Paramilitary groups temporarily pull support for 1998 Good Friday Agreement citing concern over Brexit trade disruption. Northern Irish loyalist paramilitary groups have told British Prime Minister Boris Johnson they are temporarily withdrawing support for the 1998 Good Friday peace agreement due to concerns over the United Kingdom’s Brexit deal with the European Union. While the groups pledged “peaceful and democratic” opposition to the deal, such a stark warning increases the pressure on Johnson, his Irish counterpart Micheal Martin and the EU over Brexit. The 1998 peace accord, also known as the Belfast Agreement, ended three decades of violence between mostly Catholic nationalists fighting for a united Ireland and mostly Protestant unionists, or loyalists, who want Northern Ireland to stay part of the UK.The loyalist paramilitaries including the Ulster Volunteer Force, Ulster Defence Association and Red Hand Commando said they were concerned about the disruption to trade between Northern Ireland and the rest of the UK due to the Brexit deal. “The loyalist groupings are herewith withdrawing their support for the Belfast Agreement,” they said in a March 3 letter to Johnson from Loyalist Communities Council chairman David Campbell, seen by Reuters news agency. A similar letter has been sent to the Irish leader and copies were sent to the European Commission Vice President Maros Sefcovic.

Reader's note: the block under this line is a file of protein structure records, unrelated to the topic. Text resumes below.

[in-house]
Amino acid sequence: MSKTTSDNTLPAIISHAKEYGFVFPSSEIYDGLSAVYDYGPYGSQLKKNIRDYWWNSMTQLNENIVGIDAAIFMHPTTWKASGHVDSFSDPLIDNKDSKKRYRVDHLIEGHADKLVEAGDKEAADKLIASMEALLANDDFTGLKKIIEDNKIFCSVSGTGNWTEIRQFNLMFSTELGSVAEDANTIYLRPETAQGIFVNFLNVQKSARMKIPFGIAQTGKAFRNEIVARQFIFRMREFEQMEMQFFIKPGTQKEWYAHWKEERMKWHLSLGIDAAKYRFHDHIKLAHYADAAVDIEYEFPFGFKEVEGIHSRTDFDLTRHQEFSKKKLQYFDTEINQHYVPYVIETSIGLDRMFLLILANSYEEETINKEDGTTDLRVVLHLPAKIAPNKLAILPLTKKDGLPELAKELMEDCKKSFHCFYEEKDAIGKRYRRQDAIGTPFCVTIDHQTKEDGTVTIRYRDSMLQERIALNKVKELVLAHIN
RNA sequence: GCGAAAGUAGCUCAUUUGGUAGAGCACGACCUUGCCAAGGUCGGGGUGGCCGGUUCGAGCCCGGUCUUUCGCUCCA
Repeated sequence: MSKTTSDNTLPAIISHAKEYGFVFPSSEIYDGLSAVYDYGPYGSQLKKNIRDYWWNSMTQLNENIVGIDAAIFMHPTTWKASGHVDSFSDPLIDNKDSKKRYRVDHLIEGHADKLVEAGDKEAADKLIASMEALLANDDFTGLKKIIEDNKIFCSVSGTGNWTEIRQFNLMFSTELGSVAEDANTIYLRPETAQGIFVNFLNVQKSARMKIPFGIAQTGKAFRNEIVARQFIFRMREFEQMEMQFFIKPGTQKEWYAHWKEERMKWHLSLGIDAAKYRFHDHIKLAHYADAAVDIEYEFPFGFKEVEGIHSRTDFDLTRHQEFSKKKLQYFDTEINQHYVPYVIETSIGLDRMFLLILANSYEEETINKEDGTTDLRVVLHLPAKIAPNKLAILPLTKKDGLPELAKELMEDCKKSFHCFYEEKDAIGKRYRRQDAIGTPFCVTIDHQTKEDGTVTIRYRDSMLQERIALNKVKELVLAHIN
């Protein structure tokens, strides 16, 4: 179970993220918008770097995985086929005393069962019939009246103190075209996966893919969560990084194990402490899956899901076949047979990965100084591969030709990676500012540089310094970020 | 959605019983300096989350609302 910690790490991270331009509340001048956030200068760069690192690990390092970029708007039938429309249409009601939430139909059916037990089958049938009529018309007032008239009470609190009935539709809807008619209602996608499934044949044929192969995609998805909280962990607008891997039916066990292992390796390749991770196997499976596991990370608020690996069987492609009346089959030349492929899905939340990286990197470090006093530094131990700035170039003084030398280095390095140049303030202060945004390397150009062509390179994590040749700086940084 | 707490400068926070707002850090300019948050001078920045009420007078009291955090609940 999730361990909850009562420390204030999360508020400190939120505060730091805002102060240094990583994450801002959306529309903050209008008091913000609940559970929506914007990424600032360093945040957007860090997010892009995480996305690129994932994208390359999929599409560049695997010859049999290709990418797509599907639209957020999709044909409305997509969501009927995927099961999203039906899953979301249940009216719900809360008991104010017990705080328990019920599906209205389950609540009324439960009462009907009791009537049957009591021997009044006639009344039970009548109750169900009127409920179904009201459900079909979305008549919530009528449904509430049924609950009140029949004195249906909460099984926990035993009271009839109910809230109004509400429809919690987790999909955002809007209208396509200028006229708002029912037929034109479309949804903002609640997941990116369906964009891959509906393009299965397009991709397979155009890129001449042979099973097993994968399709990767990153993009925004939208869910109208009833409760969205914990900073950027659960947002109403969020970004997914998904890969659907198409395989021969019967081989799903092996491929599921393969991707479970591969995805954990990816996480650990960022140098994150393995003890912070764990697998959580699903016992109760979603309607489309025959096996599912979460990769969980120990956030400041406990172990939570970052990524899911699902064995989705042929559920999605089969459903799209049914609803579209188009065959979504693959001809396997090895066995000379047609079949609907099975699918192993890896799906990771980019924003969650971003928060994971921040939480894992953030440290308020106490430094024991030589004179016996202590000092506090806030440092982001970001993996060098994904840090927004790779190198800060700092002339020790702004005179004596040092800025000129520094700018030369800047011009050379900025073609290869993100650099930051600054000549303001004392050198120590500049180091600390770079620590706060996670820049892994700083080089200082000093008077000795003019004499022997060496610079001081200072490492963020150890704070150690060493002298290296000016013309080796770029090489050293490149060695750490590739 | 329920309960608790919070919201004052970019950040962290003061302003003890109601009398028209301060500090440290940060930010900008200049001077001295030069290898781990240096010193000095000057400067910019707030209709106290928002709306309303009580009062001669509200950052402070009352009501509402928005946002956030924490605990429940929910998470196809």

via al jazeera: Northern Irish loyalists end support for peace deal over Brexit